Thinning Out the Chart for Scanning

I saw someone give a great idea about which part of the chart should be scanned into your EMR. I should do some more posting on how, what, when to scan into an EMR when implementing an EMR, but that will just have to wait. Until then, this might be a good idea to look at.

Here’s what was said in the original post:

A very common practice when a paper chart gets too thick is to ask a physician or nurse to “thin out the chart”. You are basically asking the clinician to select the important paperwork in the chart necessary to continue to take care of the patient. Typically a thinned out chart should include all of the patients clinical history ie PMH, FH, SH, Meds, Allergies, etc -this information you would find in the most recent H & P. Also drs and nurses also like to have the latest labs, X-rays, EKG, and other diagnostic studies as well as previous ones that were abnormal. There is no need to enter or even scan in years of normal UA’s, normal throat cultures, etc. All of those normal results (except for the most recent one) can all be put away in the paper chart. Remember in most states paper charts still need to be kept for about 7 years.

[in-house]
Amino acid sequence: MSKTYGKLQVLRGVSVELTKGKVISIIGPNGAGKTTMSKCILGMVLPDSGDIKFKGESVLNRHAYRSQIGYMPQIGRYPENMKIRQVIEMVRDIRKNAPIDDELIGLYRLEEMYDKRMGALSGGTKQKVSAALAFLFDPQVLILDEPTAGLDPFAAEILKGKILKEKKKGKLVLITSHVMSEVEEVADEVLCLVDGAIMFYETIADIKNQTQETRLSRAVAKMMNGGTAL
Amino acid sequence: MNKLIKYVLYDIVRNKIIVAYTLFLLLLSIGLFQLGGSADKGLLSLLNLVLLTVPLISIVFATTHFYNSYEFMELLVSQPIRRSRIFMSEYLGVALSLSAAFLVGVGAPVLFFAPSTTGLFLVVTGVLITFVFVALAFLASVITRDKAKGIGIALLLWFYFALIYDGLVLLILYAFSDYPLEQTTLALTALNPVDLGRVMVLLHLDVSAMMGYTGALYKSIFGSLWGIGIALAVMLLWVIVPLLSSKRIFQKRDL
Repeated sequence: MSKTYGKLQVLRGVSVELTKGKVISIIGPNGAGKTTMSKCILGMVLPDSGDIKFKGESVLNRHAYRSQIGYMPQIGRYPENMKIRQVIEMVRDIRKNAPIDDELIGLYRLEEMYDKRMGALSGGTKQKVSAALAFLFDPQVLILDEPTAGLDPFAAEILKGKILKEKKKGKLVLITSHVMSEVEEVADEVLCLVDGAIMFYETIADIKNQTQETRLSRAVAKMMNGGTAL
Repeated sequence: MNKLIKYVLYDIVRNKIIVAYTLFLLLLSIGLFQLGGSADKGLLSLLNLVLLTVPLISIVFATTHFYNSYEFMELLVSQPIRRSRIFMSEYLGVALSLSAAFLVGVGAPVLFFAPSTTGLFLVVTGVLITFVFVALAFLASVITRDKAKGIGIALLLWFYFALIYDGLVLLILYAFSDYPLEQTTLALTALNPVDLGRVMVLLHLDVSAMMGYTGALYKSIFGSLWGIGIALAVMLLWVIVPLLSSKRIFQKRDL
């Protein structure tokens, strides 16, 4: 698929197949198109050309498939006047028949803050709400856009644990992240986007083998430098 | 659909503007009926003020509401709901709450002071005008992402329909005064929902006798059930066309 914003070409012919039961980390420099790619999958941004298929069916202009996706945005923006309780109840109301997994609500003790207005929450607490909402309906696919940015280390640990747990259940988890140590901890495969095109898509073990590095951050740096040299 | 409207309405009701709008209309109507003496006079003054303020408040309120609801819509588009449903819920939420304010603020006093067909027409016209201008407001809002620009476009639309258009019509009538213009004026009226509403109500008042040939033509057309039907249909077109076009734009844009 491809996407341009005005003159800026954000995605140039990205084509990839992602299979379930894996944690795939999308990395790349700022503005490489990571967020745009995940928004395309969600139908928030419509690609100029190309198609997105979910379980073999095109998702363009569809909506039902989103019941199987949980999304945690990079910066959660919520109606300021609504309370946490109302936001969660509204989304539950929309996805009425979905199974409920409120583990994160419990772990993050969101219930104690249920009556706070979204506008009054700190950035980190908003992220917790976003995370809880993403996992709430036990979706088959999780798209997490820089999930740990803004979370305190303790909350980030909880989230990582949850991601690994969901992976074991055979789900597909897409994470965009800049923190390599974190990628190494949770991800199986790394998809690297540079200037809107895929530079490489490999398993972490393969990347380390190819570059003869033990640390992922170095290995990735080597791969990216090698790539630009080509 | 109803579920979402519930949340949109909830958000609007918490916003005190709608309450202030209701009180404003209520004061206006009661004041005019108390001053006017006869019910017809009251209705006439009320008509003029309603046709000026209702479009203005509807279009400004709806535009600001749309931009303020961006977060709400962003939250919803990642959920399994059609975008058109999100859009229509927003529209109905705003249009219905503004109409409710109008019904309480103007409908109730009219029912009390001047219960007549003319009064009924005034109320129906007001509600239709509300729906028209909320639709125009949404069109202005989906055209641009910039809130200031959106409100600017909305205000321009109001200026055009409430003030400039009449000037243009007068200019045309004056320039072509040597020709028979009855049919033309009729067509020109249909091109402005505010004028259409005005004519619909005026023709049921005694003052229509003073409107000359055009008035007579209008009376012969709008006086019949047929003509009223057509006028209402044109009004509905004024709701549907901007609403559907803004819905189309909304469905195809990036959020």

About the author

John Lynn

John Lynn

John Lynn is the Founder of the, a network of leading Healthcare IT resources. The flagship blog, Healthcare IT Today, contains over 13,000 articles with over half of the articles written by John. These EMR and Healthcare IT related articles have been viewed over 20 million times.

John manages Healthcare IT Central, the leading career Health IT job board. He also organizes the first of its kind conference and community focused on healthcare marketing, Healthcare and IT Marketing Conference, and a healthcare IT conference,, focused on practical healthcare IT innovation. John is an advisor to multiple healthcare IT companies. John is highly involved in social media, and in addition to his blogs can be found on Twitter: @techguy.


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